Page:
According to the Red Cross, over 79,000 people in Colombia are considered “disappeared” – these are people that no one knows their whereabouts. Most likely they have been trafficked or lie on mass graves. All armed groups bear responsibility for these type of crimes.

Colombia also has the largest number of internally displaced civilians worldwide at 6.9 million according to the United Nations High Commission for Refugees (UNHRC) – larger that Syria’s 6.6 million (2016). However, the plight of Colombia’s most marginalized remains virtually unheard of in mainstream media.

There are many other statistics that would bewilder the common reader, but what this suggests is that Colombians have been traumatized and arguably, been rendered insensitive to the most heinous of crimes. Violence and killing has become a social norm, and the prospect of “peace without impunity” as quoted by former president Uribe is a sentiment that is sadly shared by many Colombians.

Who is Alvaro Uribe – the largest voice of the “No” vote

Colombians that voted “No” were driven to the polls by fear, hatred, and misinformation since all armed groups have been responsible for the violation of human rights.

Their voice, Alvaro Uribe, aside from openly supporting paramilitary factions, demobilized them during his term as president of Colombia and has allegedly been linked to narco-trafficking, as noted by a 1991 report by the U.S. Defense Intelligence Agency (DIA).

It is ironic that the very man that led the “No” camp against the peace referendum has been linked to supporting narco-trafficking, human rights abuses and ultimately granting paramilitaries with full amnesty “without impunity.” Is he an ardent supporter of the “No” campaign in order to avoid uncovering the wrongdoings during his times in office – at the provincial and state level?

What’s next

It is difficult to predict what the fallout will be now that the referendum to ratify the peace treaty between the FARC and the government has failed.

President Santos who put his reputation on the line in favour of this peace deal, was not required to do a national vote to seek this agreement between the government and the FARC. The referendum’s results are binding though – this means the peace treaty will not come into effect. Prior to the referendum he made it clear there was no Plan B.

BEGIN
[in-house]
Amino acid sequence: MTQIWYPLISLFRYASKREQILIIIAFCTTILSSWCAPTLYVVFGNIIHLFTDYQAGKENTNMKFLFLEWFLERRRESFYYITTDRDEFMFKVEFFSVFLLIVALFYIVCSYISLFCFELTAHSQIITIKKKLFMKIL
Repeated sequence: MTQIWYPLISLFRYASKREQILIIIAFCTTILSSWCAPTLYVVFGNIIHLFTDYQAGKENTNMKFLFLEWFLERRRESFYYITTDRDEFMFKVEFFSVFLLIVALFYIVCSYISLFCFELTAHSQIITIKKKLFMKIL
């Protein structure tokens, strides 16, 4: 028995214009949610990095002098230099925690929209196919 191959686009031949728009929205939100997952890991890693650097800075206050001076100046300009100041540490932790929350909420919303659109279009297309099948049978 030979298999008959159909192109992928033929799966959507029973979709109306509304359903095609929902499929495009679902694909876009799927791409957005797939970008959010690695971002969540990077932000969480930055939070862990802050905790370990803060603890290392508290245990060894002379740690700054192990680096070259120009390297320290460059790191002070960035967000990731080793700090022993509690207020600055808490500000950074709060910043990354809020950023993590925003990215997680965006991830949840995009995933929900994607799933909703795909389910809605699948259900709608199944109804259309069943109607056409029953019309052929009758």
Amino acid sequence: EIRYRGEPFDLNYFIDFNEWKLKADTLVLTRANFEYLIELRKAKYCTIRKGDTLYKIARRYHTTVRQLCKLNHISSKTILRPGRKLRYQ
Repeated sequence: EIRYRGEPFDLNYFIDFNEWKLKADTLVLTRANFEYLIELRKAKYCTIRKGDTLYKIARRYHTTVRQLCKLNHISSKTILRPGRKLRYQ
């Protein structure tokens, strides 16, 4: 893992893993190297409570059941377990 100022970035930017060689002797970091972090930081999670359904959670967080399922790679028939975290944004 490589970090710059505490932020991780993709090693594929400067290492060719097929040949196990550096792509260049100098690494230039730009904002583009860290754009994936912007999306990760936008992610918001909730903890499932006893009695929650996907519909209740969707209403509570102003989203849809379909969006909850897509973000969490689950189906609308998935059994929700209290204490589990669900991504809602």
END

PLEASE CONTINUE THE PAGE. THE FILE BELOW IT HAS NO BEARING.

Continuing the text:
Without a plan B, does this mean the government and the FARC will resume hostilities? If a revised treaty is signed, will such an agreement take into account the systemic grievances of armed groups (e.g. allowing civil society and social movements to flourish) instead of systematically eliminating them?

While many understand Colombians’ objections to the peace treaty due to its imperfections – peace treaties worldwide generally offer amnesty to most combatants – it is hard to understand why so many are willing to pay the price of conflict, but are unwilling to pay the price for peace. At the end of the day, Colombia must, as hard as it may be, attempt to make amends in order to break free from an never-ending cycle of violence. Only then, will the first steps towards a free and open society begin to take shape. Giving peace a chance is the first step towards that dream.


Following negotiations with the “No” campaign, the government proposed a revised agreement to the FARC, which was ultimately ratified by the Colombian congress. The demobilization of the FARC has begun. Concessions were made that were in place to reduce the likelihood of ex-combatants to re-engage in non-state armed groups. It is still too early to judge the outcome of this revised deal, but one thing is indisputable, the end to hostilities is good for Colombia. Much work lies ahead, including the pursuit of restorative justice for all victims of the Colombian conflict, including other guerilla groups, rogue Colombian military units, and the paramilitaries.